I’d distracted myself by worrying about the werewolf soldiers. And I had a show to get ready for. I wanted to bring on Tyler and Walters for an interview—real-live werewolves in the army, what did that mean, and so on. It was topical, newsworthy, interesting, and I didn’t believe for a minute that Colonel Stafford or Dr. Shumacher would agree to let it happen. I was working on compromise ideas, like maybe conducting a prerecorded interview that the powers that be could approve. I fantasized about possible interview questions, and how I could be sympathetic, yet incisive and hard-hitting at the same.

Ben and I talked about Cormac not answering his phone. He insisted he wasn’t worried, that Cormac was fine, that he often went for weeks without communicating with anyone. He didn’t want to annoy Cormac by babying him. But he spoke as if he was trying to convince himself.

I didn’t have that problem, so I stopped by his place on my way home from work. Just to check, for my own peace of mind. And to make sure Franklin hadn’t gone after him.

Cormac had an apartment at the north end of town, in a run-down building in a run-down neighborhood off I-25 and the Boulder Turnpike. One in thousands. He could melt into the city, not stand out, not get in trouble. That was the idea.

I parked next to his familiar Jeep in the parking lot. So, his Jeep was here. He hadn’t fled anywhere, and nothing about it looked like he had gotten in trouble. Maybe he’d been home the whole time and just ignoring us. Maybe he forgot to charge his phone. I was just being paranoid. Maybe that was it.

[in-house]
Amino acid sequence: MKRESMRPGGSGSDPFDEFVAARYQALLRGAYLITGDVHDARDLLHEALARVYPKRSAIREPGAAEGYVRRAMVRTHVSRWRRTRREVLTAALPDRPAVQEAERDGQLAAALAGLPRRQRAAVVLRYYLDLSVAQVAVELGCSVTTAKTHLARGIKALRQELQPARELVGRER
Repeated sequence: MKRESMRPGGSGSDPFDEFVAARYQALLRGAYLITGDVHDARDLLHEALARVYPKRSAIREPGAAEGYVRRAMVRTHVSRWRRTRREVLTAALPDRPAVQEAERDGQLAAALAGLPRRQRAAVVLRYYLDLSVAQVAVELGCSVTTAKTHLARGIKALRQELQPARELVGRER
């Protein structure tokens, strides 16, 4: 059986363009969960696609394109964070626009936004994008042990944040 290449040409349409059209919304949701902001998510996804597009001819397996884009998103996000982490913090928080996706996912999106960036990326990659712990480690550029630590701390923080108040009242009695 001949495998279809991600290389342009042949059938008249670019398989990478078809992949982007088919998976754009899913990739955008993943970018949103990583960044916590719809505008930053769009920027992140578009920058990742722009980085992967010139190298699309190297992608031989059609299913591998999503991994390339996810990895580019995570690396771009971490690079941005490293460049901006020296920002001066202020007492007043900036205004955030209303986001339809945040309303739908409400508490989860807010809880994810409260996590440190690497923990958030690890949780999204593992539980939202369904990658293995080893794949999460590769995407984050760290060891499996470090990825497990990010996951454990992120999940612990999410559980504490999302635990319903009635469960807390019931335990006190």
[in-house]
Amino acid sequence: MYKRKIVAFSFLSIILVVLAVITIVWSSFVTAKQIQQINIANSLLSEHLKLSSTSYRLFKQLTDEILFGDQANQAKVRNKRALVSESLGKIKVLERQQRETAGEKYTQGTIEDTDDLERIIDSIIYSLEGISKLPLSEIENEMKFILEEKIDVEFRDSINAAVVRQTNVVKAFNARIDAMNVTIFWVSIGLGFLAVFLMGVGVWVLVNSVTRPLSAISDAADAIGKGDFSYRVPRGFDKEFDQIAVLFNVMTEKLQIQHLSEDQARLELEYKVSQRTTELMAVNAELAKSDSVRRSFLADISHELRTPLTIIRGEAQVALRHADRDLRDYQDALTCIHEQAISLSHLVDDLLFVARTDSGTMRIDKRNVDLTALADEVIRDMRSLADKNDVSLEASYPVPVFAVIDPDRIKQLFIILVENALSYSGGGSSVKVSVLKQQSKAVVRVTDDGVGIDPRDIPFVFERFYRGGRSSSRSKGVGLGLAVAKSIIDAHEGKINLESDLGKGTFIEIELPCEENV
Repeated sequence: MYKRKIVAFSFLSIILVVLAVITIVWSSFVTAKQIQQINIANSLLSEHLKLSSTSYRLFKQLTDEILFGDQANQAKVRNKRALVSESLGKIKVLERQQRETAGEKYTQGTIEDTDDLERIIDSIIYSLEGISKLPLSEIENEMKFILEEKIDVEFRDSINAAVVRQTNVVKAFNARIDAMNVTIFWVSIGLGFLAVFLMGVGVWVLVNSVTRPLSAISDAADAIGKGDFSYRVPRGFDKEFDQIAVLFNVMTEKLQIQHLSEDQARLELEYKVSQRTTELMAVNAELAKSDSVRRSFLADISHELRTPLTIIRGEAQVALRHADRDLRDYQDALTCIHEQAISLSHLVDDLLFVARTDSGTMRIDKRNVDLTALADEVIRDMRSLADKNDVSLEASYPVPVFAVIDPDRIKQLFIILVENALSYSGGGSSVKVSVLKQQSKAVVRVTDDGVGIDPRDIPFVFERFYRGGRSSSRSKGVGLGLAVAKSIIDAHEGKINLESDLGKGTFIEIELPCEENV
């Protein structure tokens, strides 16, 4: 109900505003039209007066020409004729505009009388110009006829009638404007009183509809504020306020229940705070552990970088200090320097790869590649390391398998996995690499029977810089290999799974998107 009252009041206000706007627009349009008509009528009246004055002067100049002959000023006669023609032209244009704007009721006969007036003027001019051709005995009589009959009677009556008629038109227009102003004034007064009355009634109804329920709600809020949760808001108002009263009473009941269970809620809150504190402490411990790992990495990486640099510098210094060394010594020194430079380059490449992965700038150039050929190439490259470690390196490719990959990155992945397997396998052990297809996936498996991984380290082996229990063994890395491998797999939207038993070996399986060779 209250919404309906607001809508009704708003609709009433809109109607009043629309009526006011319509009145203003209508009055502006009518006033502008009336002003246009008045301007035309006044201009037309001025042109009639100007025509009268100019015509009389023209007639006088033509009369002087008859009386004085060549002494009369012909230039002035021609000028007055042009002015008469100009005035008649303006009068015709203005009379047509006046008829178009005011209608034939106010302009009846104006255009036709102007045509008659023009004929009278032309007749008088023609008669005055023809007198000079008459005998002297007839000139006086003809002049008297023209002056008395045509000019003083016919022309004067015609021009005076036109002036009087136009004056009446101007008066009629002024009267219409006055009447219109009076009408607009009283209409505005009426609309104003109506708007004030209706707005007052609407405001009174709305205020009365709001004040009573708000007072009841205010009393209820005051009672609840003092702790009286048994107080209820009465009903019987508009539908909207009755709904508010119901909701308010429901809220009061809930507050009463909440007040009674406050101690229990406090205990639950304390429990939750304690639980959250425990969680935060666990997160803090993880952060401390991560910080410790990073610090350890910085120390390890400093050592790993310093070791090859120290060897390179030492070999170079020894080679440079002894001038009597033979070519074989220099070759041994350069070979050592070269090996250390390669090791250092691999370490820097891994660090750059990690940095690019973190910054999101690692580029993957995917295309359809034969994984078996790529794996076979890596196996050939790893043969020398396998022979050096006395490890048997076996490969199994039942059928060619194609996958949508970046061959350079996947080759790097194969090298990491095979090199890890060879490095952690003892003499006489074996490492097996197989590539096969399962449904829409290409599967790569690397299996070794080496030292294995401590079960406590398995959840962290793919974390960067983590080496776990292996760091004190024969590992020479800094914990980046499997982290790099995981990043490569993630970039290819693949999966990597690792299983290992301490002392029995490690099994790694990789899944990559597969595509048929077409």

I climbed the stairs to the second floor and knocked on his door. There wasn’t a window in front for me to peer through. I drew a couple of slow, careful breaths through my nose, taking in smells. I caught his scent, the soap, leather, and ruggedness of him. He’d been here recently. I didn’t sense anything that set my hair on end—like, say, blood. But I did smell a tang of burning sage, like incense. It tickled my nose and touched a memory—a ritual, a magic spell.

Confused, uneasy, I knocked again.

The door opened and Cormac stood there, staring a moment, blinking in surprise. He gripped the doorknob. His light brown hair was tousled and his eyes were shadowed, sleepless. He wore a white T-shirt and jeans. Socks, no shoes.

“Hi,” I said, raising my hand in a stupid little wave. “We haven’t heard from you in a few days and I wanted to… I guess see if you’d found anything out. And… are you okay?”

“I’m fine,” he said.

“Can I come in?” The smell of smoke and burned sage grew stronger when he opened the door. My first thought had been that someone—Franklin—had cast a spell on his place. But the burning had happened inside. Cormac had never struck me as the incense-burning type.

Frowning, he stood aside to let me enter.

I hadn’t been here since we helped him move in—a process that took about an hour and involved two pieces of furniture and a cardboard box—and he’d scowled at my suggestion of a housewarming party. The apartment wasn’t much. It aspired to be a studio, in fact. They called these efficiencies. A square room, part of a block of square rooms, it had a tiny bathroom with a shower stall, a window in back, a kitchenette of sorts with a small, dorm-sized fridge, a sink, and a hot plate. It all seemed terribly grim. But then, I had no idea how Cormac had lived before he went to prison. His home then might have been just like this.